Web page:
Starsuckers is a feature documentary about the celebrity obsessed media, that uncovers the real reasons behind our addiction to fame and blows the lid on the corporations and individuals who profit from it. Made completely independently over 2 years in secret, the film journeys through the dark underbelly of the modern media. Using a combination of never before seen footage, undercover reporting, stunts and animation, the film reveals the toxic effect the media is having on us all and especially our children. Chris Atkins presents Starsuckers as a series of five lessons on fame in the modern world: how children are persuaded that fame is something they want, how television and the media reinforces the importance of celebrity and the efforts to attain it, how the mind and body reinforces our need to follow the activities of well-known people and strive to join their number, how the press became addicted to celebrity coverage, and how the art of promoting fame has led to celebrities and their handlers controlling the press instead of the press having say. Along the way, Atkins demonstrates how celebrity news with no basis in fact gets into print, why newspapers will run press releases almost verbatim, how parents will eagerly sign away the image rights to their kids, how certain mass scale charity events end up helping the performers far more than the causes they designed to support, and how publicists keep accurate but unflattering stories out of the news.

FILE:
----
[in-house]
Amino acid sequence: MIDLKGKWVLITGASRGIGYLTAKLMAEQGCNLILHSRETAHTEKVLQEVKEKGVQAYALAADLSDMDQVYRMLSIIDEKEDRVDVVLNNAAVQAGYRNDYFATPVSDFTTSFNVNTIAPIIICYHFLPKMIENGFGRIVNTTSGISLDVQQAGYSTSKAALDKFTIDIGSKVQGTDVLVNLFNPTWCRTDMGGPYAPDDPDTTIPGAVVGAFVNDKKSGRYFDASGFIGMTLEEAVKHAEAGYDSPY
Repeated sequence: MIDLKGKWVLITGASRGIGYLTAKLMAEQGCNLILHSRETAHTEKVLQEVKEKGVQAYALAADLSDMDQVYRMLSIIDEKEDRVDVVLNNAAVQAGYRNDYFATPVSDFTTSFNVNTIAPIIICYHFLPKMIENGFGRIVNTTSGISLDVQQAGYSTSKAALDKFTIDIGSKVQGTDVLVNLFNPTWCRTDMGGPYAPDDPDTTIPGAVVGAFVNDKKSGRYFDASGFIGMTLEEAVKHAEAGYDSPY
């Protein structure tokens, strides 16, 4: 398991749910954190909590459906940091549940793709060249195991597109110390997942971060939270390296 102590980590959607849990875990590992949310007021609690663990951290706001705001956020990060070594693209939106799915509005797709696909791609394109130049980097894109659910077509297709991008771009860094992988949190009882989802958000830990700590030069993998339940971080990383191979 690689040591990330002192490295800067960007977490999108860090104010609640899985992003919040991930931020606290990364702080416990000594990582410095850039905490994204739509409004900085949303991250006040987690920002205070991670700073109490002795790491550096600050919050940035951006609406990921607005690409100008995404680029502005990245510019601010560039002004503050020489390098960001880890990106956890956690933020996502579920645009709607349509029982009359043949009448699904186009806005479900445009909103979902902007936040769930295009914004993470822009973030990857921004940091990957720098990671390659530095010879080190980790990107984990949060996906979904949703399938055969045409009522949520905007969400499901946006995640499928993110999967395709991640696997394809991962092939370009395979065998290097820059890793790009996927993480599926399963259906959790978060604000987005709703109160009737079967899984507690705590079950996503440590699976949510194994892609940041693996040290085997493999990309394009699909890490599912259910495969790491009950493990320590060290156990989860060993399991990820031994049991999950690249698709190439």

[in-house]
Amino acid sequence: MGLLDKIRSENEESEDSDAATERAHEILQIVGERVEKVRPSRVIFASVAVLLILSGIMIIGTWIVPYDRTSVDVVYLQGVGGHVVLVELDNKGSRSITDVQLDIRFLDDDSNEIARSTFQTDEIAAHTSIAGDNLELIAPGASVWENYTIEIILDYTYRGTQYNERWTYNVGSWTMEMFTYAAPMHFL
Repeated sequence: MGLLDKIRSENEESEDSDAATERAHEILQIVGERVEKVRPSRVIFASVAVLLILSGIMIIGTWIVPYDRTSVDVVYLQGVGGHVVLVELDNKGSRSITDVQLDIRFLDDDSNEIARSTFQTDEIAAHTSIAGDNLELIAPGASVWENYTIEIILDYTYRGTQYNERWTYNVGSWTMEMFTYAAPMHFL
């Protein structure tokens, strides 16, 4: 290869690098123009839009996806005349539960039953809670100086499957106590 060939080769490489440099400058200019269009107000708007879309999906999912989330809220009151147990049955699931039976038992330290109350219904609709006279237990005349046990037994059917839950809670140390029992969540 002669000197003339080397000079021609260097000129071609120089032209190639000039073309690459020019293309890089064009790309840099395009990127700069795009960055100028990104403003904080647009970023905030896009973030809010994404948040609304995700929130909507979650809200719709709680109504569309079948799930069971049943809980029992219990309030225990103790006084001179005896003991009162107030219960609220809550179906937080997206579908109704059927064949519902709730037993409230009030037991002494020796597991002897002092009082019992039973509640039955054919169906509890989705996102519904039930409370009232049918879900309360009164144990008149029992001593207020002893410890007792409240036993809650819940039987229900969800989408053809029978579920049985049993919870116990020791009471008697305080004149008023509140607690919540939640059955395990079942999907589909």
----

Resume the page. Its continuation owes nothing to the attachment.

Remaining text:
Monday, April 20, 2009

DC Reporting : Myths, Fabrications & Whitewash

DC Reporting : Myths, Fabrications & Whitewash
When creating D.C. myths, Washington reporters aren't interested in actual

I was reading _this_
( [link fixed], the zillionth "analysis" of political populism from a
Washington, D.C.-based reporter, when I came upon this pretty perfect example
of how Beltway journalists just make shit up:

The country today is different. America has an enormous middle class that
is heavily invested in the financial system and is hardly about to organize
for its overthrow...
People who have lost half the value of their 401(k) plans, in other words,
want to regain it by having the economy rebound, not by seizing the assets
of ExxonMobil Corp.

If this reporter was even the slightest bit interested in whether this
banalia was true, he would have spent all of 5 seconds on the Google and found
that actually, empirical public opinion data shows that Americans are quite
supportive of "seizing the assets" of oil companies like ExxonMobil.

As _USA Today_
( reported a few months ago, a windfall profits tax -
ie. a tax to seize oil company assets - is wildly popular, according to
its surveys. This was the_same finding as ABC News' earlier poll
( . Indeed, even the conservative-leaning

found that just 47 percent of
Americans oppose complete and total nationalization of the entire oil industry.
But, you see, when creating D.C. myths - in this case, the myth that
Americans celebrate being ruled by corporate special interests, want no change,
are completely happy with the status quo, and love oil companies -
Washington reporters aren't interested in actual data. They live in a world of
six-figures and lobbyists and cocktail parties - a cloistered gated community
whose residents are nauseated by the idea of "seizing assets" of the
wealthiest corporations in the world. And so these reporters assume the consensus
of that gated community is the consensus of the majority of Americans who
live outside that gated community - even when the hard data says exactly the

I wonder if instead of working in the factual world, I should just start
making shit up. It would save me so much time in my work to not have to, ya
know, verify anything. I could write entire columns just saying the first
piece of conventional wisdom that came into my mind, without even bothering
to see if it was true. Wow...what an easy life that would be.

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